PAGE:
We all like to think of ourselves as rational human beings. In reality, every one of us is prone to dozens of biases that make us think and act irrationally. Sometimes, we are aware of our biases; more often, we are not. There is an entire field of study on cognitive biases and human behavior. In fact, even simply thinking that we are rational people while knowing there is irrationality in others is called blind-spot bias. Understanding this can help us recognize when a bias is at work and can give us valuable insights into our thinking. Ultimately, those insights can help us become better decision-makers when it comes to investing.
I saw an interesting YouTube video in which a man tried to make bets with people on the street. He offered to flip a coin and, depending on the outcome, either he would pay them $10 or they would pay him $10. Nobody took the bet. When he offered to pay up to $50 if he lost against just $10 if they lost, many still would not take the bet. Loss aversion is a common bias in which people feel the pain of a loss more deeply than they feel the joy of a gain. As an investment advisor, I get many more phone calls from clients when there is a market downturn than when the market is doing well. People remember years when they lost 20% (does 2008 ring a bell?) but don’t remember the years when the market rose 30% — I challenge you to name one such year. What to do? Since our memories tend to focus on losses, it is important to remind ourselves of the good years, to remember that there is balance in the market and historically, the market has more good years than bad. Keep this in mind when you start to feel uncomfortable with risk in your portfolio.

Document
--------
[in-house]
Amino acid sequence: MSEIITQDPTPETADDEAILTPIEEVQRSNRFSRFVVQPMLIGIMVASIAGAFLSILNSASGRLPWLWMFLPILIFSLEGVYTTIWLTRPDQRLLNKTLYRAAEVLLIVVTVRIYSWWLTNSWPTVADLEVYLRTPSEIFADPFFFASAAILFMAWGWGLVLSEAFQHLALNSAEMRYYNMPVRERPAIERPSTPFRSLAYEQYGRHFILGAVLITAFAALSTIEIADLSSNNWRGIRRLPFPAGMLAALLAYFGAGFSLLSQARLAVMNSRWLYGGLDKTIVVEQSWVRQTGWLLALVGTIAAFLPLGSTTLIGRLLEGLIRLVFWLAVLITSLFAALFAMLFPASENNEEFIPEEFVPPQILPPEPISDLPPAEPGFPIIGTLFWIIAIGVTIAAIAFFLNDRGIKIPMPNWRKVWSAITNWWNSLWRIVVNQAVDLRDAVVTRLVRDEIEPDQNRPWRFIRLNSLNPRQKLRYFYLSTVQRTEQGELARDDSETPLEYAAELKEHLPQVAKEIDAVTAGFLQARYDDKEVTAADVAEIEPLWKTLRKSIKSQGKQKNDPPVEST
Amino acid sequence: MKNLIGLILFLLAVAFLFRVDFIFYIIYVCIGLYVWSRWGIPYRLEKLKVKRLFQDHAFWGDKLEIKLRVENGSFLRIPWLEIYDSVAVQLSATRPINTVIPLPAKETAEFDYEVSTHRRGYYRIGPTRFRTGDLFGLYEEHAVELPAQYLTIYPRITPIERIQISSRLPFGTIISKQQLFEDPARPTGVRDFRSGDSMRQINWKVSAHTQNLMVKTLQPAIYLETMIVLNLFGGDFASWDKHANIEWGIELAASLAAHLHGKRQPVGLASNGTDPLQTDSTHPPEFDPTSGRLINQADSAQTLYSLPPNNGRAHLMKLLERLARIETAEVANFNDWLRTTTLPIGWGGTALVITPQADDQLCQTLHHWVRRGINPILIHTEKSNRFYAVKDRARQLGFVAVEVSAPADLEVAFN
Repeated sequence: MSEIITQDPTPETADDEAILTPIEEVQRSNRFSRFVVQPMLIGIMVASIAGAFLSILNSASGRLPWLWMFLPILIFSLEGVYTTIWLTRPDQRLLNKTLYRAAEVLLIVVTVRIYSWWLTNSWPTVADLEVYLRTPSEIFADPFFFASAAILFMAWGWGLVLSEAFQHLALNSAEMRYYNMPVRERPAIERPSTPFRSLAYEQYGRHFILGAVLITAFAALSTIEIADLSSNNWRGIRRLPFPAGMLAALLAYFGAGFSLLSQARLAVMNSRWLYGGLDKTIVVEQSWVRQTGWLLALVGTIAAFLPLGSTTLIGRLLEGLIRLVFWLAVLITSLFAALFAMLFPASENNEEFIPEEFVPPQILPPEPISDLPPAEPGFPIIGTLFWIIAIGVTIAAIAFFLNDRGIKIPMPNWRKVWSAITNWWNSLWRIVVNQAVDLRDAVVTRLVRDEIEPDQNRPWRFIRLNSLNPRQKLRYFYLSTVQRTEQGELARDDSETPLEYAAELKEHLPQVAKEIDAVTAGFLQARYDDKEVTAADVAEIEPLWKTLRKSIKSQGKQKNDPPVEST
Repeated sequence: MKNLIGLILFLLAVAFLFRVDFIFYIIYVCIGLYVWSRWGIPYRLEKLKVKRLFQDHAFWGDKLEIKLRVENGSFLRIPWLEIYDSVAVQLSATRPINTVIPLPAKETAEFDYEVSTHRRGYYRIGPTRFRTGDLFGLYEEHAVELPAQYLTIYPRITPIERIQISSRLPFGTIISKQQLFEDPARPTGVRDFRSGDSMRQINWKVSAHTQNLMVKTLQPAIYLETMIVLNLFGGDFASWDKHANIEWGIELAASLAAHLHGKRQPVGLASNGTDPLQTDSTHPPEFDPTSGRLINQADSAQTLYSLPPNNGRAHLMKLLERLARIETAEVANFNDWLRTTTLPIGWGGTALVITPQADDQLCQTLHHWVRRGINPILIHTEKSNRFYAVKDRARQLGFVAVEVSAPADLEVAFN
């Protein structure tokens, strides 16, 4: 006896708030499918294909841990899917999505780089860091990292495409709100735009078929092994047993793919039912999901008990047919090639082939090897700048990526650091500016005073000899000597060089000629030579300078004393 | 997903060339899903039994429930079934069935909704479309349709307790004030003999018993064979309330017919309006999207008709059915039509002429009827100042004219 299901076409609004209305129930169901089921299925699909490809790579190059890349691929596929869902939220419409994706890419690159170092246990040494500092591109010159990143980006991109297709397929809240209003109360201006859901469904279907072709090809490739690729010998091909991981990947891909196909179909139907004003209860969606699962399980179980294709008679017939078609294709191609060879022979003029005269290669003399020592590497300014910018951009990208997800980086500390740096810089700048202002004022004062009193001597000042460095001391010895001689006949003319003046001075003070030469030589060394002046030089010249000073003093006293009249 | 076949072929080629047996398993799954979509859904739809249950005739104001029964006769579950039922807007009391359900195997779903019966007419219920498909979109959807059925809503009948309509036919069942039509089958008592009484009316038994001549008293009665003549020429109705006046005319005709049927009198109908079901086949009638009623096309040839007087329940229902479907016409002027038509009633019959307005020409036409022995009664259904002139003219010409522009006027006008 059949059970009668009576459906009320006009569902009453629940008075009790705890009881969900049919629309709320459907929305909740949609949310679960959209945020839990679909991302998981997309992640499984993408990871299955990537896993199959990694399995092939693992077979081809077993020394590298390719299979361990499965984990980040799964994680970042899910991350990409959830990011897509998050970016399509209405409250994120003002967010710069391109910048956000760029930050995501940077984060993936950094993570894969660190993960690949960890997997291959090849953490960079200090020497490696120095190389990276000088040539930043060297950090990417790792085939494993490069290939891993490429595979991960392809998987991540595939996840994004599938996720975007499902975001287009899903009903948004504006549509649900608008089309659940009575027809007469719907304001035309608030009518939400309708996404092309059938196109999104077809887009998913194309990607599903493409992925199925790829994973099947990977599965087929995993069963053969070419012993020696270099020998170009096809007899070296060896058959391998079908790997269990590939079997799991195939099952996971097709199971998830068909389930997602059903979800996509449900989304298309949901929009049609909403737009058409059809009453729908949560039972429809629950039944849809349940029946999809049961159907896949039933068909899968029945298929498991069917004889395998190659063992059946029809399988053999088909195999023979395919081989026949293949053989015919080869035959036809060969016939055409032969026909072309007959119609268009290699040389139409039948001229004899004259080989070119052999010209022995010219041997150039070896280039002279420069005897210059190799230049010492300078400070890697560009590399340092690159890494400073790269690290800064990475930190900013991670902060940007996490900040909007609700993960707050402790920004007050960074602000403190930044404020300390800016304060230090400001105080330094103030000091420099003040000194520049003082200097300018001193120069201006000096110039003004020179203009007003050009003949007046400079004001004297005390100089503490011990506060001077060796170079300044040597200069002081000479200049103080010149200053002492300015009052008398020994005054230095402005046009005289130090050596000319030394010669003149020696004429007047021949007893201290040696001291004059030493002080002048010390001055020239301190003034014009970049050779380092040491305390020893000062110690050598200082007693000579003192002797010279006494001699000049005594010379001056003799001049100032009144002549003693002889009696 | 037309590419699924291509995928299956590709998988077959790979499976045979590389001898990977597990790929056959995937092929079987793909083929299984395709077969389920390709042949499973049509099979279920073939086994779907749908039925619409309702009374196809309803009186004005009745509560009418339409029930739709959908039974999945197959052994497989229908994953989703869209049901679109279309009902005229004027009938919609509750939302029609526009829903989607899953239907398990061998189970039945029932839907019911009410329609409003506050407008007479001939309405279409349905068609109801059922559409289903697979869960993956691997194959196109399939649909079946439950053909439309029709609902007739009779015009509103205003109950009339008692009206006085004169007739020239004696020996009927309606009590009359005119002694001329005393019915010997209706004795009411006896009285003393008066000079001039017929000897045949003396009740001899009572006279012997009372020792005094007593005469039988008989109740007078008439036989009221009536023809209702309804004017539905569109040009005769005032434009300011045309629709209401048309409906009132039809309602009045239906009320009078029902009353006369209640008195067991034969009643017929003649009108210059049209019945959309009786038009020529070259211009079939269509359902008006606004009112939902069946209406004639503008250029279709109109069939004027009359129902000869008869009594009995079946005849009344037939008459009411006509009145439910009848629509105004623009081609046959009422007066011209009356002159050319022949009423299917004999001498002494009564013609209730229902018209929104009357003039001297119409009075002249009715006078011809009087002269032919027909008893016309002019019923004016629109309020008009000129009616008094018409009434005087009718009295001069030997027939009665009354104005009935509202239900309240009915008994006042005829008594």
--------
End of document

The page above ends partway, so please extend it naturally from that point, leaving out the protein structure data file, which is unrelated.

I have met many people who invest a disproportionate amount of money in the company they work for or a company they particularly like, which can make a portfolio less diversified and therefore extremely risky. For example, in 2001, many employees of Enron had chosen to purchase Enron stock through the company 401(k) plan and lost the bulk of their retirement savings when the stock dropped 94%. Confirmation bias is the tendency of people to be drawn to information and ideas that validate their existing beliefs and opinions. When it comes to investing, you can overcome this by relying on information from multiple sources, which may provide a more complete picture of the information available. Generally, sound advice will be repeated by various reputable sources.
If you are a sports fan, you have probably experienced both excitement and disappointment, depending on how well your team is playing. I know I am most excited about the Cardinals when they are on a winning streak. When they have been recently winning, I expect them to continue winning. People tend to believe that whatever is happening now, or recently, will continue to happen. Another example is when gas prices drop, large vehicle purchases increase. Or, in 2008, as housing prices hit all-time highs, people continued to pay inflated prices for homes, thinking the prices would climb even higher. When it comes to investing, keep in mind that just because the markets have recently dropped or risen means nothing when it comes to tomorrow’s performance. That is why you so often hear “past performance is no guarantee of future results.”
Whether we realize it or not, we all have biases in our thinking. These are just a few of them. Perhaps we will never be completely rational. But, being aware of these and other biases can help us put our thinking in perspective and, hopefully, make us better investors. FBN
By Glenn Leest
Glenn Leest is a local investment advisor at WT Wealth Management located at 809 W. Riordan Road, Suite 206 in Flagstaff. You can contact Glenn for a no-cost consultation at 928-225-2474 or at GLeest@WTWealthManagement.com.